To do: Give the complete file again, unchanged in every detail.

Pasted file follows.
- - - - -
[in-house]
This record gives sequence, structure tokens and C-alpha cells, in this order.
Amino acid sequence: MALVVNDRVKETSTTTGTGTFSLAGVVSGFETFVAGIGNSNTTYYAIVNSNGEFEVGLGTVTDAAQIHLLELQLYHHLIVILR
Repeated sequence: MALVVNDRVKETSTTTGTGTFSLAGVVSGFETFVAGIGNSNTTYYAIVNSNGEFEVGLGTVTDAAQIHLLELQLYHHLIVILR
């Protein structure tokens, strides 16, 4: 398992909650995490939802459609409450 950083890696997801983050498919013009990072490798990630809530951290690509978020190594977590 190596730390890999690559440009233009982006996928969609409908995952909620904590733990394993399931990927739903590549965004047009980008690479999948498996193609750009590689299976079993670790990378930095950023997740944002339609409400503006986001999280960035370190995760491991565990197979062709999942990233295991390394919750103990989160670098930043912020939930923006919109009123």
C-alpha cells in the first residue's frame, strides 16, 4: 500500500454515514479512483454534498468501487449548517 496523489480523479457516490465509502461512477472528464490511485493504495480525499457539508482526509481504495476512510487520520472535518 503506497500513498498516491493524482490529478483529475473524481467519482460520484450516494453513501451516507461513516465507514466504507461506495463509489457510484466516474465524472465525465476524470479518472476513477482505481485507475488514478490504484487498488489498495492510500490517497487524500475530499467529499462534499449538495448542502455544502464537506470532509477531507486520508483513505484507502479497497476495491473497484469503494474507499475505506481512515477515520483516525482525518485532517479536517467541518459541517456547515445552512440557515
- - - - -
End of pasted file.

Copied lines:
[in-house]
This record gives sequence, structure tokens and C-alpha cells, in this order.
Amino acid sequence: MALVVNDRVKETSTTTGTGTFSLAGVVSGFETFVAGIGNSNTTYYAIVNSNGEFEVGLGTVTDAAQIHLLELQLYHHLIVILR
Repeated sequence: MALVVNDRVKETSTTTGTGTFSLAGVVSGFETFVAGIGNSNTTYYAIVNSNGEFEVGLGTVTDAAQIHLLELQLYHHLIVILR
């Protein structure tokens, strides 16, 4: 398992909650995490939802459609409450 950083890696997801983050498919013009990072490798990630809530951290690509978020190594977590 190596730390890999690559440009233009982006996928969609409908995952909620904590733990394993399931990927739903590549965004047009980008690479999948498996193609750009590689299976079993670790990378930095950023997740944002339609409400503006986001999280960035370190995760491991565990197979062709999942990233295991390394919750103990989160670098930043912020939930923006919109009123």
C-alpha cells in the first residue's frame, strides 16, 4: 500500500454515514479512483454534498468501487449548517 496523489480523479457516490465509502461512477472528464490511485493504495480525499457539508482526509481504495476512510487520520472535518 503506497500513498498516491493524482490529478483529475473524481467519482460520484450516494453513501451516507461513516465507514466504507461506495463509489457510484466516474465524472465525465476524470479518472476513477482505481485507475488514478490504484487498488489498495492510500490517497487524500475530499467529499462534499449538495448542502455544502464537506470532509477531507486520508483513505484507502479497497476495491473497484469503494474507499475505506481512515477515520483516525482525518485532517479536517467541518459541517456547515445552512440557515